In padel, however, growth is not synonymous with the creation of new courts. In Spain, where the booming sport with around five million active players only has to give way to soccer, there is hardly any demand. There are already 325 pitches per million inhabitants. The focus is now on startups that develop digital services for the sport and pitch builders that offer their expertise globally.
In 2022, the global padel market will already be worth an estimated two billion euros. Infrastructure accounted for a large share, with €1.2 billion for operators and €200 million for equipment manufacturers. The Global Padel Report predicts that the value of the market for padel club operations will quadruple by 2026. The reasons for this are not only the construction of new courts, but also rising prices for their use.
Equipment such as rackets, clothing and balls accounted for a further 550 million. If the number of padel enthusiasts increases, retailers can prepare themselves for a corresponding rise in demand for sporting goods.
The third area of the padel market is the professional segment. In 2022, it reached 50 million euros, divided into tickets (15) and TV and other media (35). Here, too, development is far from complete. On the contrary, another milestone is imminent.
Most recently, Qatar Sports Investment, which among other things owns French soccer giant Paris Saint-Germain, announced the acquisition of the World Padel Tour from Spanish beer producer Damm. QSI wants to merge the tournament series with its own Premier Padel Tour and thus create an even more attractive product.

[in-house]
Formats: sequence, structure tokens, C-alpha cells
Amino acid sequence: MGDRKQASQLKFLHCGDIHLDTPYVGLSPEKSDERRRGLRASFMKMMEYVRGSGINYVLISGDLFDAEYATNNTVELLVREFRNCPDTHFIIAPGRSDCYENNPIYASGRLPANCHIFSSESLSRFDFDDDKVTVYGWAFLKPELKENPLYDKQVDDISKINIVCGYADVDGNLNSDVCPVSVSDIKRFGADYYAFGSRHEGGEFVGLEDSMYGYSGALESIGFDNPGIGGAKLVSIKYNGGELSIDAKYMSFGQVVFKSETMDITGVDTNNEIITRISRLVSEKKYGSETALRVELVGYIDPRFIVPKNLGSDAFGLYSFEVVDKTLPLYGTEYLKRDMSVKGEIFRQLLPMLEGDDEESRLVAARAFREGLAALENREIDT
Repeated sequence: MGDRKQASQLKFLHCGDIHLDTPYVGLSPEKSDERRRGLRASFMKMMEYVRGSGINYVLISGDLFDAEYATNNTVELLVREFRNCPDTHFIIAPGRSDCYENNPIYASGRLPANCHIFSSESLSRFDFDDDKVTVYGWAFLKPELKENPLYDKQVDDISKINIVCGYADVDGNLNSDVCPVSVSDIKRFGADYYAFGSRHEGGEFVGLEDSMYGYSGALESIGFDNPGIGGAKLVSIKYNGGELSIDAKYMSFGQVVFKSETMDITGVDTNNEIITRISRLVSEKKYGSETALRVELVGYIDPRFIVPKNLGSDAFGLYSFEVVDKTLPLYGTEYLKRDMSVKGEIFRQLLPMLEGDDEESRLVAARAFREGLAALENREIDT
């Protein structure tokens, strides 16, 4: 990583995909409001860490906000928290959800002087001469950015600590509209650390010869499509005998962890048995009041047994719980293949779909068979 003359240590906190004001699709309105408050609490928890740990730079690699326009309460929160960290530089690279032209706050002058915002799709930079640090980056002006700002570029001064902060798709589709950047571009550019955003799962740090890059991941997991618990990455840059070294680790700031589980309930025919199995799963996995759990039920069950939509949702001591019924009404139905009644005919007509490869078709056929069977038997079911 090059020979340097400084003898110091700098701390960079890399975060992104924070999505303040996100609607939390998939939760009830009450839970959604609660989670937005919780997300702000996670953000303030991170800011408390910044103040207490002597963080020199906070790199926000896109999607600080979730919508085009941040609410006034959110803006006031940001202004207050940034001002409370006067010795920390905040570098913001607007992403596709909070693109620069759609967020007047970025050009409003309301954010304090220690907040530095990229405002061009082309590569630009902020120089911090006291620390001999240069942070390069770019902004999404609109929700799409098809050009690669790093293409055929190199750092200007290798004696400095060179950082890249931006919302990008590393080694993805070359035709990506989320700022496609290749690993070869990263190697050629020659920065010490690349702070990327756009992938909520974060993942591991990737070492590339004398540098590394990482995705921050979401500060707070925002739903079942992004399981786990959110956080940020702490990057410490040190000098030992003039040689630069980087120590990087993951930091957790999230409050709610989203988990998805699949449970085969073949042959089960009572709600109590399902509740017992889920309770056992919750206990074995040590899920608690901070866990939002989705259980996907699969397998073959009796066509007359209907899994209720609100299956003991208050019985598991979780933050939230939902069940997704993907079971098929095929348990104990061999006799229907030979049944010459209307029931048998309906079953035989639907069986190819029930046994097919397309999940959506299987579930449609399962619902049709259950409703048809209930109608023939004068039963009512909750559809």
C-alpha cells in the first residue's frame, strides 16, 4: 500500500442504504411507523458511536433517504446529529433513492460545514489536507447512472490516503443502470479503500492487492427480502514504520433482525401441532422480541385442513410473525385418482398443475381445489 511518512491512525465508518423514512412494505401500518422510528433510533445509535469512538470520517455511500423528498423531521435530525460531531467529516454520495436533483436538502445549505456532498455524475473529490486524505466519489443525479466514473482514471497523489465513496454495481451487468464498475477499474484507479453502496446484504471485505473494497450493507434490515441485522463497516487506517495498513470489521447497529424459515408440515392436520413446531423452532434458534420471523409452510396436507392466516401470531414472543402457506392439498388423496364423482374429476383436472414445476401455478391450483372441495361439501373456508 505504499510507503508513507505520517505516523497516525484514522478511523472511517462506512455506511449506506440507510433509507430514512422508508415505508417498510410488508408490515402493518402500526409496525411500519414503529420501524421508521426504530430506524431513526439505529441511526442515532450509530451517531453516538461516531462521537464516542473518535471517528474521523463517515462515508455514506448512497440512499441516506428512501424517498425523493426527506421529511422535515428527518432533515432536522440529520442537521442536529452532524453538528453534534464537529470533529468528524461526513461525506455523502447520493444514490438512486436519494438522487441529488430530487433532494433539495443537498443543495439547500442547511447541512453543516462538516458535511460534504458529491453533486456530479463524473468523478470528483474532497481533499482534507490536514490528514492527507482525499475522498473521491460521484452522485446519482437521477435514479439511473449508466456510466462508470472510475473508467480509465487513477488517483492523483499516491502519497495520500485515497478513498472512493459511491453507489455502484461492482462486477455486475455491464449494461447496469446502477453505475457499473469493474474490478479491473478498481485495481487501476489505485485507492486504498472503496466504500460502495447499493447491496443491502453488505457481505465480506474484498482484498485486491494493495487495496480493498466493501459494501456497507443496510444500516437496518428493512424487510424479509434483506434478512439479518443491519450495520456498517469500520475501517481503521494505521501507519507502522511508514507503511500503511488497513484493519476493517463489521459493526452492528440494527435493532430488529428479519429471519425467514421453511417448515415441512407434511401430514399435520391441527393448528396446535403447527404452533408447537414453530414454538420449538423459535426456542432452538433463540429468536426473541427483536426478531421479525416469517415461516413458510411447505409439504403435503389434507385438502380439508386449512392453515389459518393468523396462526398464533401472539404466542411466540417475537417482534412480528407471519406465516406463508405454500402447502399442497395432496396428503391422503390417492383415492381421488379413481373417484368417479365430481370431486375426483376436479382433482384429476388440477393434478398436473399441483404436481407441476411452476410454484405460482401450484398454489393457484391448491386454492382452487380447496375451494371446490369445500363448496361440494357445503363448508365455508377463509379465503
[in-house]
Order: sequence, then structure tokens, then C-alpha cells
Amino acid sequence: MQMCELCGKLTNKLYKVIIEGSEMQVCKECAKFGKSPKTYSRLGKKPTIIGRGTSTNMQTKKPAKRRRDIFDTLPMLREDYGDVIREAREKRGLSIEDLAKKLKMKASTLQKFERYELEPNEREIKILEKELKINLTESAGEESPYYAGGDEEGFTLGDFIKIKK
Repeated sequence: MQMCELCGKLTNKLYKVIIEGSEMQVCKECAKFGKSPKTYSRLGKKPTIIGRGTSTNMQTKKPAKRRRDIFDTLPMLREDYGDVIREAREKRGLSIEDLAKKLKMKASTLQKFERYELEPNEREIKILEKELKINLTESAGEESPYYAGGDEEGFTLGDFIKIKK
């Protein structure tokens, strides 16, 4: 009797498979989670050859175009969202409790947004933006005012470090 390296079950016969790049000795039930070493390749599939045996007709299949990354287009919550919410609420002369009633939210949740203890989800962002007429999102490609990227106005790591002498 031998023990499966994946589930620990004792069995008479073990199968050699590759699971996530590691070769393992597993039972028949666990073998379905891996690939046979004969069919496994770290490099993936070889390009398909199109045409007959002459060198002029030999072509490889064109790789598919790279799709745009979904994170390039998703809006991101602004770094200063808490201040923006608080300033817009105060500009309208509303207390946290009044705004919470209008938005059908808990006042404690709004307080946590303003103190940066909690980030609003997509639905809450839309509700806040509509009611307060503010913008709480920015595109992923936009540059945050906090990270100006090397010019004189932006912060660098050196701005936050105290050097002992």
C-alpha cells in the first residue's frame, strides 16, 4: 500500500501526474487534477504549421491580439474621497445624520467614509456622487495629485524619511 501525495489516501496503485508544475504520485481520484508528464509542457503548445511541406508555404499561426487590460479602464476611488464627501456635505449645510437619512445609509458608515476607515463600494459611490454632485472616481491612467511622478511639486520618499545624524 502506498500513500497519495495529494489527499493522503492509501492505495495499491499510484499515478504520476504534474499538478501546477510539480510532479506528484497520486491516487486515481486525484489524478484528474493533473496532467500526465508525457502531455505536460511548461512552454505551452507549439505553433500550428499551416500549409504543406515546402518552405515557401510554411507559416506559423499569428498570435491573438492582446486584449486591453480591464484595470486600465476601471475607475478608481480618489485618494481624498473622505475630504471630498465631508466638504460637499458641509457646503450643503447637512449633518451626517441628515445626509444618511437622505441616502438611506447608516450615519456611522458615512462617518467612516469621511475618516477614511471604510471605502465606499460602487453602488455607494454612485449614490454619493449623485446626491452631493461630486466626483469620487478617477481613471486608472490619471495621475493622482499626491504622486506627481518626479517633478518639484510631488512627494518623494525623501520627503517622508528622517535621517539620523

"I wish them only the best and I am sure they will succeed," says Enrique Marques. However, even the CEO of the World Padel Tour cannot predict how exactly professional padel sports will develop. "The growth is not the same in all countries. In some, padel is huge; in others, it's still in its infancy." However, he said, one must always enter a market at a reasonable pace. "There's no point in rushing things. First, people need to play padel. Then they will be interested in a professional league."
Marques sees Germany on a good path, not least because of the German Padel Open. "The players are not only satisfied, they are excited. They see this specially designed center court and the professional setup, and they also know that padel is still on the rise in Germany. I'm firmly convinced that padel will go through the roof in Germany as well after this first WPT tournament." Perhaps Paula Josemaría, Arturo Coello & Co. won't be able to avoid answering numerous autograph requests between the car park and the hall entrance at the next event.